Project Description

Bernini and Borromini: An Artistic Showdown in Rome’s Downtown

Rome’s downtown is where the dueling geniuses Bernini and Borromini sparred. But the fight between them was unfair. After all, saturnine and asocial Borromini was no match for gregarious and charismatic Bernini. Luckily for us, however, they both left innumerable works of art and architecture in Rome’s downtown as they tried to outdo one another.

Our visit starts in the enchanting Piazza Santa Maria Sopra Minerva just behind the Pantheon. There we’ll talk briefly about Baroque art in general. Then we’ll discuss the life of its most prolific proponent, Gian Lorenzo Bernini. After that, we’ll then turn our attention to the mischievous marble elephant in the Piazza. Bernini sculpted it as a base for an ancient obelisk (seen here in the picture).  It was also a stab at the Dominican brothers whose monastery stood nearby. Of course, we’ll talk about that too! Then we’ll stroll through Rome’s downtown in search of other Baroque masterpieces by Bernini and his rival, Francesco Borromini.

Rome's downtown and Bernini's humorous elephant

Saint Ivo alla Sapienza, Borromini’s Masterpiece

Rome's downtown and the inside of Saint Ivo's dome by Borromini

Hard-working Milanese Architect Francesco Borromini was such an interesting character. His last name was originally Castelli. But he changed it to Borromini to distinguish himself from numerous stonemasons with the same last name. “Borromini” may also pay homage to the patron saint of Milan, Charles Borromeo. If this is the case, Borromini’s choice of last name reflects his profound Catholic sentiments. Even his trip from Milan to Rome was an act of devotion. He walked the entire way, treating the journey as a pilgrimage! After discussing his intense personality, we will examine his extravagant Church of Sant’Ivo. It stands in the courtyard of Rome’s old university, La Sapienza. And the break-taking underside of its spire is seen in the picture.

Dueling Baroque Geniuses in Piazza Navona

At this point, picturesque Piazza Navona is next door! It houses three graceful fountains. And Bernini created the central one, i Quattro Fiumi (The Four Rivers), for his employer Pope Innocent X. Rumor has it that the pope was eager to inaugurate the fountain. So, he visited Bernini insistently as Bernini was wrapping up the project. Unable to wait any longer, the pope asked Bernini if he could see the fountain with the water running. Bernini replied that the fountain was weeks away from completion. You know how artists are with deadlines… Disappointed, Innocent X turned to leave. That’s when Bernini gave his workmen a secret signal. They turned on the water, and the sound stopped Innocent X in his tracks!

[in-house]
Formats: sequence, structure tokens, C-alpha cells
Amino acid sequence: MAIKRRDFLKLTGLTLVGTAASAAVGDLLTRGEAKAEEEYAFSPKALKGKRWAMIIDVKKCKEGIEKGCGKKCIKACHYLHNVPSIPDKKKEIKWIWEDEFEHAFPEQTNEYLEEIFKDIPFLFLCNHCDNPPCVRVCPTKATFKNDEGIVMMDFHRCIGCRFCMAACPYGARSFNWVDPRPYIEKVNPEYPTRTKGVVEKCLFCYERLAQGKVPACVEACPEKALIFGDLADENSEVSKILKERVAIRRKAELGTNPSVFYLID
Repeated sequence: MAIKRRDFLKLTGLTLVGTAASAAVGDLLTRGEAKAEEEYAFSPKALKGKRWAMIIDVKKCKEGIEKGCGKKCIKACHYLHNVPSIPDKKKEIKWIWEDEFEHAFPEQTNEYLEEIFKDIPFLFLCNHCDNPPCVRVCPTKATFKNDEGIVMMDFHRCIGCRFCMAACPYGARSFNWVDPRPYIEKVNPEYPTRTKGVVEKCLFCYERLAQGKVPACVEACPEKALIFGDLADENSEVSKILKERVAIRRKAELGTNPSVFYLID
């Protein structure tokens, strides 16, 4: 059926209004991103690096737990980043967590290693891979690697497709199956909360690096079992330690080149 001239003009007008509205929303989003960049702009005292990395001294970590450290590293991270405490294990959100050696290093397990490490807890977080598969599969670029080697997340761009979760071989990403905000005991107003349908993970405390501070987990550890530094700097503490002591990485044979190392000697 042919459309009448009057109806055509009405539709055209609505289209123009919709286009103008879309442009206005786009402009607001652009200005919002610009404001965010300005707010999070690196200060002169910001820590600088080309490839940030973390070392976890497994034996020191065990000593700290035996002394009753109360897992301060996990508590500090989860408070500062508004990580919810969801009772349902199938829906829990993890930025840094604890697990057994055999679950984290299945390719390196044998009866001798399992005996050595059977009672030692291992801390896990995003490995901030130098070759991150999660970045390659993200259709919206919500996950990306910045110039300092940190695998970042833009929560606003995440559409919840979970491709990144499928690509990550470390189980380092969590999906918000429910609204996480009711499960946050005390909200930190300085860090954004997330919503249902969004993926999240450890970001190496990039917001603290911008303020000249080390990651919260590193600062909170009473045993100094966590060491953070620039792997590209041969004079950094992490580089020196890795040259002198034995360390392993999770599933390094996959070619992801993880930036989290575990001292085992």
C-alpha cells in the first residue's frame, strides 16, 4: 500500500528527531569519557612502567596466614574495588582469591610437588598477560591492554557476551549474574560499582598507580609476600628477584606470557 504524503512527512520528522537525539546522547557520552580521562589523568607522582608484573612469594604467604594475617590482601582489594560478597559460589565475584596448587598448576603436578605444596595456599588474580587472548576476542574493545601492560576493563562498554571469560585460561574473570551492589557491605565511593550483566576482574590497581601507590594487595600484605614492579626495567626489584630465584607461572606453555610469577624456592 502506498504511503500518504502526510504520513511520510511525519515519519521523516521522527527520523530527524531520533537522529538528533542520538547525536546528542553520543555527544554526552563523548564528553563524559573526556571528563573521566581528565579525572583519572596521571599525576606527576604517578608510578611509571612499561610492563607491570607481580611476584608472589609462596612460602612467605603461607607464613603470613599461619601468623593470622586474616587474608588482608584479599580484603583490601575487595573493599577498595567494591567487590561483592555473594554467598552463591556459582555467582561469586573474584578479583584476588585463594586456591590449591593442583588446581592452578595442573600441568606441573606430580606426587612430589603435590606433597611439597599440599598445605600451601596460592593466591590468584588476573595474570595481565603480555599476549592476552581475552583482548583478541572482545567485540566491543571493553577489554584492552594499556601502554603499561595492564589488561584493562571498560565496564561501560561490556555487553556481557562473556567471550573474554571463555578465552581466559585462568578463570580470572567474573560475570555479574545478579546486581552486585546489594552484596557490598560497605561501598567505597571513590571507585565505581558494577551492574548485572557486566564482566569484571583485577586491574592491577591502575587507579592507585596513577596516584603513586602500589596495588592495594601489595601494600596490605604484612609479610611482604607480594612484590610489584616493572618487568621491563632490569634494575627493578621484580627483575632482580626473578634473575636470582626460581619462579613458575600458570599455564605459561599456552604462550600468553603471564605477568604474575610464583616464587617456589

Rome's downtown Bernini's river god in front of Borromini's church facade

The photo shows a detail of the Ganges River. Guides will tell you that he lifts his hand to avoid looking at the Church of Saint Agnese. Why? Well, Borromini had created the facade! It’s a great story, but it’s inexact. Borromini received his commission to redo the church’s facade after Bernini finished the fountain! But the story does testify to the tangible rivalry that Bernini and Borromini felt as they worked at close quarters in Rome’s downtown.

Bernini vs. Borromini: The Baldacchin in Saint Peter’s Basilica

Rome's downtown and the canopy by Bernini and Borromini in saint Peter's basilica

As we continue our stroll, we’ll discuss the lives and achievements of our two polar-opposite architects. Soon we’ll cross the Tiber River on the Ponte Sant’Angelo. Of course we’ll stop to talk about it! After all, Bernini redecorated this ancient Roman bridge with gorgeous theatrical angels to celebrate the brief pontificate of Pope Clement IX. Then, in Piazza San Pietro, we will focus on the monumental colonnade that Bernini designed at Pope Alexander VII’s request. Classical inspiration meets Catholic aspirations. The colonnade that embraces the faithful as they enter the Piazza is a hymn to Greek and Roman temple architecture.

Inside Saint Peter’s Basilica, we’ll admire the Canopy (aka Baldacchin) over the High Altar. Young Bernini had just become Chief Architect of Saint Peter’s, when Pope Urban VIII assigned him this project. While a brilliant sculptor (and businessman), Bernini was less familiar with architecture. So he farmed the job out to Borromini. Using Borromini’s design (and paying him a fraction of what he deserved), Bernini cheated the timid architect out of his share of recognition. And even today, most people credit Bernini with the creation of the Baldacchin!  This low blow would only intensify their rivalry.

Bernini and Borromini in Rome’s Downtown and Elsewhere

If you’re passionate about seeing more Bernini and Borromini, consider the tour Bernini and Borromini on the Quirinal Hill. Although we focus on a wider range of topics (like the Quirinal during the Empire, late Renaissance town planning, and the importance of infrastructure), Bernini’s magnificent Church of Sant’Andrea is a marvelous foil for Borromini’s austere and dramatic Church of San Carlo.

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